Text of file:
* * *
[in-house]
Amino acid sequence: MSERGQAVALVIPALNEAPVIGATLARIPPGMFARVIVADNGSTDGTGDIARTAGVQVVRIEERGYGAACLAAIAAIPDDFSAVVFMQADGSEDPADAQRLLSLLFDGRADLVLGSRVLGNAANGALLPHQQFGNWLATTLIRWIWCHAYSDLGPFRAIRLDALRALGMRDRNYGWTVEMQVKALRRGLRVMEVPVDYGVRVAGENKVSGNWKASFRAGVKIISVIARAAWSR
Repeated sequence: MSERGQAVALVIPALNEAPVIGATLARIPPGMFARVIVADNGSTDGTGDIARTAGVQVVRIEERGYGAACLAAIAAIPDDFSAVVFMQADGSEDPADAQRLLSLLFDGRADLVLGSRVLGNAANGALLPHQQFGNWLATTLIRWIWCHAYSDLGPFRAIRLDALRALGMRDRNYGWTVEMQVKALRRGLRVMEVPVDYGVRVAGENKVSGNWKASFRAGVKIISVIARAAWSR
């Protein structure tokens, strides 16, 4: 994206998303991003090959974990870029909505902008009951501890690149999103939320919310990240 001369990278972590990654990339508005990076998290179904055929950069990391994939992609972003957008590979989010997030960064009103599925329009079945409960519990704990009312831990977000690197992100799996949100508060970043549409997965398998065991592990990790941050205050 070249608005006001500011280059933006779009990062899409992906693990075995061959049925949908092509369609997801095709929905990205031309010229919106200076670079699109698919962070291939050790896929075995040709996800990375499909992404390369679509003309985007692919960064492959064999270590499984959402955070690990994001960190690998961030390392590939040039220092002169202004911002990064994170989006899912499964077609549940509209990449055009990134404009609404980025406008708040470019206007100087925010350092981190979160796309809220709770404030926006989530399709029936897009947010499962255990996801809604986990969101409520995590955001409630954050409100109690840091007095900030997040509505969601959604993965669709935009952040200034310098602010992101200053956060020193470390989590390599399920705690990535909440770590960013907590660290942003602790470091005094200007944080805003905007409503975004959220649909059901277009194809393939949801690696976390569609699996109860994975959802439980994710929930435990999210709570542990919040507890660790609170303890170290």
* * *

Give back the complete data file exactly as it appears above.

[in-house]
Amino acid sequence: MSERGQAVALVIPALNEAPVIGATLARIPPGMFARVIVADNGSTDGTGDIARTAGVQVVRIEERGYGAACLAAIAAIPDDFSAVVFMQADGSEDPADAQRLLSLLFDGRADLVLGSRVLGNAANGALLPHQQFGNWLATTLIRWIWCHAYSDLGPFRAIRLDALRALGMRDRNYGWTVEMQVKALRRGLRVMEVPVDYGVRVAGENKVSGNWKASFRAGVKIISVIARAAWSR
Repeated sequence: MSERGQAVALVIPALNEAPVIGATLARIPPGMFARVIVADNGSTDGTGDIARTAGVQVVRIEERGYGAACLAAIAAIPDDFSAVVFMQADGSEDPADAQRLLSLLFDGRADLVLGSRVLGNAANGALLPHQQFGNWLATTLIRWIWCHAYSDLGPFRAIRLDALRALGMRDRNYGWTVEMQVKALRRGLRVMEVPVDYGVRVAGENKVSGNWKASFRAGVKIISVIARAAWSR
């Protein structure tokens, strides 16, 4: 994206998303991003090959974990870029909505902008009951501890690149999103939320919310990240 001369990278972590990654990339508005990076998290179904055929950069990391994939992609972003957008590979989010997030960064009103599925329009079945409960519990704990009312831990977000690197992100799996949100508060970043549409997965398998065991592990990790941050205050 070249608005006001500011280059933006779009990062899409992906693990075995061959049925949908092509369609997801095709929905990205031309010229919106200076670079699109698919962070291939050790896929075995040709996800990375499909992404390369679509003309985007692919960064492959064999270590499984959402955070690990994001960190690998961030390392590939040039220092002169202004911002990064994170989006899912499964077609549940509209990449055009990134404009609404980025406008708040470019206007100087925010350092981190979160796309809220709770404030926006989530399709029936897009947010499962255990996801809604986990969101409520995590955001409630954050409100109690840091007095900030997040509505969601959604993965669709935009952040200034310098602010992101200053956060020193470390989590390599399920705690990535909440770590960013907590660290942003602790470091005094200007944080805003905007409503975004959220649909059901277009194809393939949801690696976390569609699996109860994975959802439980994710929930435990999210709570542990919040507890660790609170303890170290």